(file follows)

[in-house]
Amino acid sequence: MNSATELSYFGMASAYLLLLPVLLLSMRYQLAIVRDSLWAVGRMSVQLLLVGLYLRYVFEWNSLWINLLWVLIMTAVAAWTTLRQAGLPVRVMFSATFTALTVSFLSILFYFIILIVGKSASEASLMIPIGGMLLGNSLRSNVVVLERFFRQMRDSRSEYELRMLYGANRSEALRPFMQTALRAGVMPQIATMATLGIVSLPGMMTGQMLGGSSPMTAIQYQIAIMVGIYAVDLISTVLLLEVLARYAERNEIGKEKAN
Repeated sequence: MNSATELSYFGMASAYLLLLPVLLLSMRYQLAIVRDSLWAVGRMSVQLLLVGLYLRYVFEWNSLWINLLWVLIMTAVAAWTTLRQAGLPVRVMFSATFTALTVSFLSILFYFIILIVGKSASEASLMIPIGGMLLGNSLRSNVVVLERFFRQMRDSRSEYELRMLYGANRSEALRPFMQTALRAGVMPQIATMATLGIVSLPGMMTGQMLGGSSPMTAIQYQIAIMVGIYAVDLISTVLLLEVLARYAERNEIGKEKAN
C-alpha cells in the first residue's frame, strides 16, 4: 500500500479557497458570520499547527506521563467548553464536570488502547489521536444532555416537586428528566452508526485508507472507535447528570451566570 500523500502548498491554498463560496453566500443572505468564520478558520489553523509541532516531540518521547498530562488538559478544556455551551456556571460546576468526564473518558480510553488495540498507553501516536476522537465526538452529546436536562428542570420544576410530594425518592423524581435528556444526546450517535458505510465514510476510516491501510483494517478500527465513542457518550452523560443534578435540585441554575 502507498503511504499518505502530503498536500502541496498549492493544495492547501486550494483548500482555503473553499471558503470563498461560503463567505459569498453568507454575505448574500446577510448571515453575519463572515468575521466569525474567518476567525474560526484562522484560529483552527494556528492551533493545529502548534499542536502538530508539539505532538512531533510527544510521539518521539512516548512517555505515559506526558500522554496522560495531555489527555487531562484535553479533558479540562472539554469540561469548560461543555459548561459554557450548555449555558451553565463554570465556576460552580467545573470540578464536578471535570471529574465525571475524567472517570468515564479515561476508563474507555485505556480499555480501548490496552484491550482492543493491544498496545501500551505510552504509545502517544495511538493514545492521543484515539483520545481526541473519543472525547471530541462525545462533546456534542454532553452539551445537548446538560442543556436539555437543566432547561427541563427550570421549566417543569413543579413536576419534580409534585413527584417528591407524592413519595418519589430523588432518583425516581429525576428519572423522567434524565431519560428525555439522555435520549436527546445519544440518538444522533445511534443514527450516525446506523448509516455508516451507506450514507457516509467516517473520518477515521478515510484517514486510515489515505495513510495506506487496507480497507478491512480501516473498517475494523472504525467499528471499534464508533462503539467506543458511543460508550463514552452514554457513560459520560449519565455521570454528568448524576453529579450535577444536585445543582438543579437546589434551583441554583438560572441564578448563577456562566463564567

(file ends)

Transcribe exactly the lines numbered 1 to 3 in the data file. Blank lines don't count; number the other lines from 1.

[in-house]
Amino acid sequence: MNSATELSYFGMASAYLLLLPVLLLSMRYQLAIVRDSLWAVGRMSVQLLLVGLYLRYVFEWNSLWINLLWVLIMTAVAAWTTLRQAGLPVRVMFSATFTALTVSFLSILFYFIILIVGKSASEASLMIPIGGMLLGNSLRSNVVVLERFFRQMRDSRSEYELRMLYGANRSEALRPFMQTALRAGVMPQIATMATLGIVSLPGMMTGQMLGGSSPMTAIQYQIAIMVGIYAVDLISTVLLLEVLARYAERNEIGKEKAN
Repeated sequence: MNSATELSYFGMASAYLLLLPVLLLSMRYQLAIVRDSLWAVGRMSVQLLLVGLYLRYVFEWNSLWINLLWVLIMTAVAAWTTLRQAGLPVRVMFSATFTALTVSFLSILFYFIILIVGKSASEASLMIPIGGMLLGNSLRSNVVVLERFFRQMRDSRSEYELRMLYGANRSEALRPFMQTALRAGVMPQIATMATLGIVSLPGMMTGQMLGGSSPMTAIQYQIAIMVGIYAVDLISTVLLLEVLARYAERNEIGKEKAN